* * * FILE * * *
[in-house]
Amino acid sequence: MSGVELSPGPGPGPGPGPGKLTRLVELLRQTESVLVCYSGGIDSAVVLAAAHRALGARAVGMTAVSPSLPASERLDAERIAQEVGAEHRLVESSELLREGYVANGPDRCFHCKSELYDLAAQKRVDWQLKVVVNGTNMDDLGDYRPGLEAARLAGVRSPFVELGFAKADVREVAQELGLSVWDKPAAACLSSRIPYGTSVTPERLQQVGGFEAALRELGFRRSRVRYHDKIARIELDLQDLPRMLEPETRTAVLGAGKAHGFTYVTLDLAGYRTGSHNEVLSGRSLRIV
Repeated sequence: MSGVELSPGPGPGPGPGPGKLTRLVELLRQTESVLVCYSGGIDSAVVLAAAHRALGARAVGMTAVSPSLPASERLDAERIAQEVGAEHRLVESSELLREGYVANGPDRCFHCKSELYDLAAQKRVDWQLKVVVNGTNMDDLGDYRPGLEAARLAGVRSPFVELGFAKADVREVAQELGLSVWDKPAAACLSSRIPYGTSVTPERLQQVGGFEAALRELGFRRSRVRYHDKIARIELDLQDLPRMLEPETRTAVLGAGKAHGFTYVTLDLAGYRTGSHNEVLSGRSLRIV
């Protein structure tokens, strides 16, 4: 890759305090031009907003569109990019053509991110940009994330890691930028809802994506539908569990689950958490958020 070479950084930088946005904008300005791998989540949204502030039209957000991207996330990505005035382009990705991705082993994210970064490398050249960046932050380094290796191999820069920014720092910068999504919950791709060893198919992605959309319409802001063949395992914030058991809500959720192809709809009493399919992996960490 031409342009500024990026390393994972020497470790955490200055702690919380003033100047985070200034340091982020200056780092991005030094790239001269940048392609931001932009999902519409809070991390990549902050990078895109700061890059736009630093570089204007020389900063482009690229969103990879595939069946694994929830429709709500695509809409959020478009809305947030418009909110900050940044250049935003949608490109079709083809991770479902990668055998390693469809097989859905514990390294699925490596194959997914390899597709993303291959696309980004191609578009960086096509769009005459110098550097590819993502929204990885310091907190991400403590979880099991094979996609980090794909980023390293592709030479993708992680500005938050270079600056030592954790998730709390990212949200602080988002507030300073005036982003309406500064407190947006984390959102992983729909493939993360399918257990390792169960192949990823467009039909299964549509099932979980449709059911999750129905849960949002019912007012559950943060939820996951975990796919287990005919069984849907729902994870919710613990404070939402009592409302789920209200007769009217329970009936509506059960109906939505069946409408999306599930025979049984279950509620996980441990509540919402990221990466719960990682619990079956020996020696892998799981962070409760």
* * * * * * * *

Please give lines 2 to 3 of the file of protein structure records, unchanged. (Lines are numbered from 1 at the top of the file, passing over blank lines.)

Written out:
Amino acid sequence: MSGVELSPGPGPGPGPGPGKLTRLVELLRQTESVLVCYSGGIDSAVVLAAAHRALGARAVGMTAVSPSLPASERLDAERIAQEVGAEHRLVESSELLREGYVANGPDRCFHCKSELYDLAAQKRVDWQLKVVVNGTNMDDLGDYRPGLEAARLAGVRSPFVELGFAKADVREVAQELGLSVWDKPAAACLSSRIPYGTSVTPERLQQVGGFEAALRELGFRRSRVRYHDKIARIELDLQDLPRMLEPETRTAVLGAGKAHGFTYVTLDLAGYRTGSHNEVLSGRSLRIV
Repeated sequence: MSGVELSPGPGPGPGPGPGKLTRLVELLRQTESVLVCYSGGIDSAVVLAAAHRALGARAVGMTAVSPSLPASERLDAERIAQEVGAEHRLVESSELLREGYVANGPDRCFHCKSELYDLAAQKRVDWQLKVVVNGTNMDDLGDYRPGLEAARLAGVRSPFVELGFAKADVREVAQELGLSVWDKPAAACLSSRIPYGTSVTPERLQQVGGFEAALRELGFRRSRVRYHDKIARIELDLQDLPRMLEPETRTAVLGAGKAHGFTYVTLDLAGYRTGSHNEVLSGRSLRIV